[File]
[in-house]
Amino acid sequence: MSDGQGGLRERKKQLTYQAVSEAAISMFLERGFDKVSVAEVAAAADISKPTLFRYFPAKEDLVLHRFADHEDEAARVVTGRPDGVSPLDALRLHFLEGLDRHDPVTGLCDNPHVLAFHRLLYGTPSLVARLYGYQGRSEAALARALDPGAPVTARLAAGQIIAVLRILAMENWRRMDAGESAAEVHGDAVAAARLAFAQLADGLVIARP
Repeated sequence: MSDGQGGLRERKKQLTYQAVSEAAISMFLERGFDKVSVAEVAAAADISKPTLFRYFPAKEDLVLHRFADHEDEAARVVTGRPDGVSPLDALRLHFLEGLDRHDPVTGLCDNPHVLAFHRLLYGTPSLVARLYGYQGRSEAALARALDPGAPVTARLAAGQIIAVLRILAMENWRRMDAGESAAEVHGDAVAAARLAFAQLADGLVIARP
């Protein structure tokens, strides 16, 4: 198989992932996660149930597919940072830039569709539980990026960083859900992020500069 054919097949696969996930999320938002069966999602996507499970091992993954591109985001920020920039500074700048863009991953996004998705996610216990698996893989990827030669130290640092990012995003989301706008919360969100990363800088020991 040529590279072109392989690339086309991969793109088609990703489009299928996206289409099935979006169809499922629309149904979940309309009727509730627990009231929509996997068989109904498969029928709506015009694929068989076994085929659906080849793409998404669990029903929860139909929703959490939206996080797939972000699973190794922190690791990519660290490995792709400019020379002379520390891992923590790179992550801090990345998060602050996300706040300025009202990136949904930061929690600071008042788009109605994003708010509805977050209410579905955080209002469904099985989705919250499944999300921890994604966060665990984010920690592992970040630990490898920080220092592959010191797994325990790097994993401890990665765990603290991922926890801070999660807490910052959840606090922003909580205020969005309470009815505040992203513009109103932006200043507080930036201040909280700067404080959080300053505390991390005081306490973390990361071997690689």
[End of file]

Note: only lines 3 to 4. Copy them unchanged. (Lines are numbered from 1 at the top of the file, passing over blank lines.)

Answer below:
Repeated sequence: MSDGQGGLRERKKQLTYQAVSEAAISMFLERGFDKVSVAEVAAAADISKPTLFRYFPAKEDLVLHRFADHEDEAARVVTGRPDGVSPLDALRLHFLEGLDRHDPVTGLCDNPHVLAFHRLLYGTPSLVARLYGYQGRSEAALARALDPGAPVTARLAAGQIIAVLRILAMENWRRMDAGESAAEVHGDAVAAARLAFAQLADGLVIARP
């Protein structure tokens, strides 16, 4: 198989992932996660149930597919940072830039569709539980990026960083859900992020500069 054919097949696969996930999320938002069966999602996507499970091992993954591109985001920020920039500074700048863009991953996004998705996610216990698996893989990827030669130290640092990012995003989301706008919360969100990363800088020991 040529590279072109392989690339086309991969793109088609990703489009299928996206289409099935979006169809499922629309149904979940309309009727509730627990009231929509996997068989109904498969029928709506015009694929068989076994085929659906080849793409998404669990029903929860139909929703959490939206996080797939972000699973190794922190690791990519660290490995792709400019020379002379520390891992923590790179992550801090990345998060602050996300706040300025009202990136949904930061929690600071008042788009109605994003708010509805977050209410579905955080209002469904099985989705919250499944999300921890994604966060665990984010920690592992970040630990490898920080220092592959010191797994325990790097994993401890990665765990603290991922926890801070999660807490910052959840606090922003909580205020969005309470009815505040992203513009109103932006200043507080930036201040909280700067404080959080300053505390991390005081306490973390990361071997690689």